Bentley’s Super-Duper Worm Food Tool!

I like to think I’m pretty serious about my vermicomposting efforts.
(Yes, that IS indeed an axe in the background. lol)

Today I got a chance to re-enforce that feeling by creating a fun “worm food tool” I’ve had in the back of my mind for quite some time. Right off the bat, let me point out that this was actually an idea I got from someone else – sadly, I can’t remember who (my apologies to you if you are reading this)! The basic idea is as follows – chop up food wastes (etc) using a high-powered drill with a paint stirrer attachment. Of course, in order to keep this from getting really messy, you also need some sort of enclosed vessel. I thought a 5 gal bucket with lid seemed like a good choice (especially since I happen to have a lot of them).


[NOTE: Until recently, it was the lack of “high-powered drill” that was my main hang-up (since I already had the paint stirring blade). My rechargeale Black & Decker “weekend warrior” special just didn’t cut it I’m afraid. I decided to purchase a new drill this week since my dad and I have started my new VermBin48 (more details on that SOON!) – whoohoo!]

All I did was drill a hole in the center of the lid, insert the stirrer then attach it to the drill.

For “food” materials I used a couple of chopped up zucchinis plus a bag of frozen-then-thawed food waste.


The results?

After some initial struggles (involving a spinning bucket – lol), I kinda got the hang of it and the process started working for me. As long as I didn’t bury the blade too deep in the waste materials I was able to cut a lot of it up quite well.

There were some big chunks left, but all in all I was quite pleased with the results! What I am thinking I might do is actually cut some pieces out of the stirring attachment (with a hacksaw) so it works better as a cutting blade. I may also need to come up with a better container since I ended up busting through the side of my bucket!

I will definitely be playing around with this approach (and tweaking my methods) this fall, and will be sure to post some more updates!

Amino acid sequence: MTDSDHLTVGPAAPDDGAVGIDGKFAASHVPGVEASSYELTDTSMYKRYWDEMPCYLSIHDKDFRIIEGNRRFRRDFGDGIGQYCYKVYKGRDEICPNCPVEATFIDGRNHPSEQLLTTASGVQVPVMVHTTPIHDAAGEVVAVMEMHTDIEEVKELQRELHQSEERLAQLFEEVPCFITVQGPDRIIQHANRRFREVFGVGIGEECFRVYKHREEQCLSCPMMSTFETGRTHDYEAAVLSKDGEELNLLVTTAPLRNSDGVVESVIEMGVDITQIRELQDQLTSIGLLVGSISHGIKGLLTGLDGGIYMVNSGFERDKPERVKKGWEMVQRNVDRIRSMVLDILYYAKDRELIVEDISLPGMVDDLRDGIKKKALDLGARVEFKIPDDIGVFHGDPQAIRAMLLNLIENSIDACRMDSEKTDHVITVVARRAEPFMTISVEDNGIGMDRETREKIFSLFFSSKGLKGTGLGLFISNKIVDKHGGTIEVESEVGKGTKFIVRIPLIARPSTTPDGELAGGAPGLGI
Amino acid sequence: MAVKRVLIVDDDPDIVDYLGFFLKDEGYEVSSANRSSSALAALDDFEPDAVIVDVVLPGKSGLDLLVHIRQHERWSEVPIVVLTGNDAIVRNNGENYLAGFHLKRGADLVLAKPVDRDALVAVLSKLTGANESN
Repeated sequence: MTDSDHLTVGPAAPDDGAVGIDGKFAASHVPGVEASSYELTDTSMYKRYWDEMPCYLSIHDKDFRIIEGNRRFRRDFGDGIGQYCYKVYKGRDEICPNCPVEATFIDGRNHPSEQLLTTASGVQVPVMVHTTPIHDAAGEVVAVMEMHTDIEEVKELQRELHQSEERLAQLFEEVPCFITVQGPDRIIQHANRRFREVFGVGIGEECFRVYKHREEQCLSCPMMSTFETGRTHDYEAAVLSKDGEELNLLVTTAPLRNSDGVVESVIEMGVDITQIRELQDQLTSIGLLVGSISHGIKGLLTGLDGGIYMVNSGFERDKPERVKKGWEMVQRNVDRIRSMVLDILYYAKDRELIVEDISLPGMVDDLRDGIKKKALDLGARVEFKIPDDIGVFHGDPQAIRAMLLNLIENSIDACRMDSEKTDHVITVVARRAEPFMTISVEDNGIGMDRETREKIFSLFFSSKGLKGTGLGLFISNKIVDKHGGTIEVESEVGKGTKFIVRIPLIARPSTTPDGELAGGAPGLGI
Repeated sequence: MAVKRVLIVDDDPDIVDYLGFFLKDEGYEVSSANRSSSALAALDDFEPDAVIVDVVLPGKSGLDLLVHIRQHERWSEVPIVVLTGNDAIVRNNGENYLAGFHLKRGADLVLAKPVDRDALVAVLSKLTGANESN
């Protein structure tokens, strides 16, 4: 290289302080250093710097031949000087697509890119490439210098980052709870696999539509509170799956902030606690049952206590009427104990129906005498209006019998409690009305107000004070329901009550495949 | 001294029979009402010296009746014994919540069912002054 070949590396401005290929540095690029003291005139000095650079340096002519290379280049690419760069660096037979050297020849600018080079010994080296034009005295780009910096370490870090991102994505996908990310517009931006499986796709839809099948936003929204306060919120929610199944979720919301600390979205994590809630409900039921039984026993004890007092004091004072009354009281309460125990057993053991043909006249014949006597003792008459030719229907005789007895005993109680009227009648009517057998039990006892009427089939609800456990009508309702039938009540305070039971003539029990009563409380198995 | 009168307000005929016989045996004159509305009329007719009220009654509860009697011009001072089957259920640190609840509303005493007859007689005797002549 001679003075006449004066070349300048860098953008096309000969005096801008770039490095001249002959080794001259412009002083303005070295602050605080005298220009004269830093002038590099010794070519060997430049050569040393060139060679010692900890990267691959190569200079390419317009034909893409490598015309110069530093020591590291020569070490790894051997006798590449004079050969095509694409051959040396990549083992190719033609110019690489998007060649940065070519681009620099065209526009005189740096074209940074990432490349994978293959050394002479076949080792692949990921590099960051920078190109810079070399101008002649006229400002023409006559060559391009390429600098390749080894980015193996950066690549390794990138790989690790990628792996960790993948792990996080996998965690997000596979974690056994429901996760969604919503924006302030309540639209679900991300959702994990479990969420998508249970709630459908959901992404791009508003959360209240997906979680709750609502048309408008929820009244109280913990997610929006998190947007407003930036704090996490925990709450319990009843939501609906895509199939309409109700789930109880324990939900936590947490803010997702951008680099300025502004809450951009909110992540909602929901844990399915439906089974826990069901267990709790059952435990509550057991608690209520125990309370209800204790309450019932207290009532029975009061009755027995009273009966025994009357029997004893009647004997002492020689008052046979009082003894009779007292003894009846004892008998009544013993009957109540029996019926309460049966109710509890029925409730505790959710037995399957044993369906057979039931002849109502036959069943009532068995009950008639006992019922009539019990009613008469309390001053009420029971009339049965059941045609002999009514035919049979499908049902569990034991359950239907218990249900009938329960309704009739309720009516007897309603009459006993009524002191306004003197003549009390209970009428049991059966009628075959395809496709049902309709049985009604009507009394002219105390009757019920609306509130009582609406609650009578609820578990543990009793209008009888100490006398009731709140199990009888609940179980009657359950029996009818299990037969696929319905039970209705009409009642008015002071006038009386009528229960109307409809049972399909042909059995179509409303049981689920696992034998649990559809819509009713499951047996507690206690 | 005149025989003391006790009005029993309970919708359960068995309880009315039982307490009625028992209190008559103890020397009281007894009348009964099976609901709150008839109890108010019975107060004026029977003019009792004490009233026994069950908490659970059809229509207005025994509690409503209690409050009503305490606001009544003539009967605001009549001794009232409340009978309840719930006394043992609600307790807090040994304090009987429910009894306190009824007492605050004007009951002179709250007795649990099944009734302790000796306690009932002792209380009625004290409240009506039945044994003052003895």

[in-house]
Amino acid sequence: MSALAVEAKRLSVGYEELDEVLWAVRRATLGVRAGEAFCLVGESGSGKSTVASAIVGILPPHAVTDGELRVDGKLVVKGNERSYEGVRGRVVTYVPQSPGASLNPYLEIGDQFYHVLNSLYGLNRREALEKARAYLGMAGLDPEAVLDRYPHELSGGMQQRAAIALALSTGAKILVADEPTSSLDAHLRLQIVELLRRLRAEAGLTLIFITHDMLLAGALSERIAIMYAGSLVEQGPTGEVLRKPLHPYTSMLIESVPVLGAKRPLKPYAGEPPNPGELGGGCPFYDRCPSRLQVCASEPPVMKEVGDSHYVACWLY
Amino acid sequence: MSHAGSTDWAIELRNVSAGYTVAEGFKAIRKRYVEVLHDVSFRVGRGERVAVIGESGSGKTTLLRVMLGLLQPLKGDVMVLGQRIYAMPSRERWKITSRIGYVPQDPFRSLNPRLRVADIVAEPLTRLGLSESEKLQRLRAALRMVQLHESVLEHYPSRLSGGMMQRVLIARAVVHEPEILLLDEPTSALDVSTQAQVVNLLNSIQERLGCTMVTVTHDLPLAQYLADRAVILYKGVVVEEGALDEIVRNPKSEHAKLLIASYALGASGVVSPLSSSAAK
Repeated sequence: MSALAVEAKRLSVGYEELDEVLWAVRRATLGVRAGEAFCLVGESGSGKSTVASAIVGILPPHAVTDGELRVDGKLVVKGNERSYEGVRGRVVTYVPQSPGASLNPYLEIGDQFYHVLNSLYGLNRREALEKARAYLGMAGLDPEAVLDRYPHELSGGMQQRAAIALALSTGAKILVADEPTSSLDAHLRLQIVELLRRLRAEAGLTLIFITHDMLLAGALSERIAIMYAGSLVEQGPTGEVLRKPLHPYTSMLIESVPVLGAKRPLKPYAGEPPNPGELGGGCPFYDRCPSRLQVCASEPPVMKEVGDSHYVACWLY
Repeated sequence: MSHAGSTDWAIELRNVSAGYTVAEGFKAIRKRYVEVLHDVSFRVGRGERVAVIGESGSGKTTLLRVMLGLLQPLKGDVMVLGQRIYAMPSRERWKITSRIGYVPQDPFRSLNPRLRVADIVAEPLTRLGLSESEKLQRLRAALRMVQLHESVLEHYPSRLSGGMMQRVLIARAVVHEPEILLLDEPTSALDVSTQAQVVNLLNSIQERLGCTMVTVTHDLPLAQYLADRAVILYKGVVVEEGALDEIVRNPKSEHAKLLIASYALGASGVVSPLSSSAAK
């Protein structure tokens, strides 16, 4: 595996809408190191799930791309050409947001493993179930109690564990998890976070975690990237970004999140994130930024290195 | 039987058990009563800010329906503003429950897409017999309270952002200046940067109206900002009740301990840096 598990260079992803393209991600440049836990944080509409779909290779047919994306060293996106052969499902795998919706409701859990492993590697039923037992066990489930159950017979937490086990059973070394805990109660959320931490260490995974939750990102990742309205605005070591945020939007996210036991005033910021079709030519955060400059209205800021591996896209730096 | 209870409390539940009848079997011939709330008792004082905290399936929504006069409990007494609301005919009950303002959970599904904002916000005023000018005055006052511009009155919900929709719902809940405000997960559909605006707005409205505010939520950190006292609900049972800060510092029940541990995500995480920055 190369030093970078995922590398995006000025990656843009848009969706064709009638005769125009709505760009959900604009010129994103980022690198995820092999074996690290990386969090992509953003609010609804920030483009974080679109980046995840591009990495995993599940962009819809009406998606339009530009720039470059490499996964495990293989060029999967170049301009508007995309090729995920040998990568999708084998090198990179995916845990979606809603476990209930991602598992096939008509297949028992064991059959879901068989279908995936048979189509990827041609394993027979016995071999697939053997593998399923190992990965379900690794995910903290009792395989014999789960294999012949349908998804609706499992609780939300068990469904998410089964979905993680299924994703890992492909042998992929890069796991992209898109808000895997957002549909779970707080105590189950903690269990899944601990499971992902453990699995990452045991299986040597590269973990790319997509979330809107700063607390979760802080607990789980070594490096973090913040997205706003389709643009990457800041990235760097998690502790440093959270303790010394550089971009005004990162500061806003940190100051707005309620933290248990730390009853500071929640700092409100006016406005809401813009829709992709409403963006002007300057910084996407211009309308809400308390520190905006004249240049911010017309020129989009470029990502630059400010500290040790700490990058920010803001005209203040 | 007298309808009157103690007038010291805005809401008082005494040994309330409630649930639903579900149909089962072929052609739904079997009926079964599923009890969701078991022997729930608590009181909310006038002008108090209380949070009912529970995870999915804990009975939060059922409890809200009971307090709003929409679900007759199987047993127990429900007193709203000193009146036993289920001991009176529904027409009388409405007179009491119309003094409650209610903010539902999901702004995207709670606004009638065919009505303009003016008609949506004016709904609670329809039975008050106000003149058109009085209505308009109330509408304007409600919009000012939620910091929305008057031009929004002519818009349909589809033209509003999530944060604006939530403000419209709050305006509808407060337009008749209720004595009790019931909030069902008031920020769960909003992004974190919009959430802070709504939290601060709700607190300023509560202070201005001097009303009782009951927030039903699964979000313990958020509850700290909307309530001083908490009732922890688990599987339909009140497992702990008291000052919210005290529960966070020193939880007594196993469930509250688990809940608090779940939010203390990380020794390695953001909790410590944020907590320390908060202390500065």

8)

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Comments

    • John filon
    • October 4, 2012

    Much easier to use a ninja blender. 100.00 well spent. It does awsume. 1 load = 1 gallon bag.

    • Bentley
    • October 4, 2012

    I tell ya what, John. If I’m dropping $100 for a blender (and yes, I’d love to own a Ninja myself), it’s NOT getting used for food waste!! I love worms and all but…there’s a limit!
    😆

    Aside from that, I like having a larger container to work with.

    • Suzan
    • October 4, 2012

    No need to go fancy with the blender … any functioning machine will do the job. I got mine off my local Freecycle mailing list — for nuthin’ . If I burn it up or drop the container and break it, I’m not out anything, and can put a request out for another one. There are “chapters” of Freecycle all over North America — go to http://www.freecycle.org to search for a group near you.

    • Raven
    • October 4, 2012

    How about filing the edges of the paint stirrer attachment so that they’d be sharper (like a blender blade) ?

    • BlairMo
    • October 5, 2012

    My boyfriend says it is the torque of the drill not the sharpness that matters – though I think it is worth a shot to try! My only concern is if it is too sharp, it might cut into the bucket… Randomly enough I also tried this a month or 2 ago – I got the idea from some guys at home depot : ) Though I must confess, Bentley’s paint stirrer is much bigger than mine! Mine was in fact too small, so I added some wire hangers to it to act like a weed whacker. I think the issue is that the end product is not very consistent – the big chucks leftover and the fact that you can’t quite get to the bottom of the bin (not to mention forget about getting a good chop into something like carrots!). I certainly prefer it to chopping though! Last week I used the drill method, then took the partially chopped up bits and stuck them in a blender I bought at a garage sale ($10) and pureed it to mush. I then poured a thin layer of it into the VB 48 and covered it with a big piece of paper I found in some packing materials to hopefully keep out the flies. So far I think the worms love it, though I do have to admit I got a little too excited and definitely overloaded the bin – I guess it will be a week or 2 before I get to try anything else!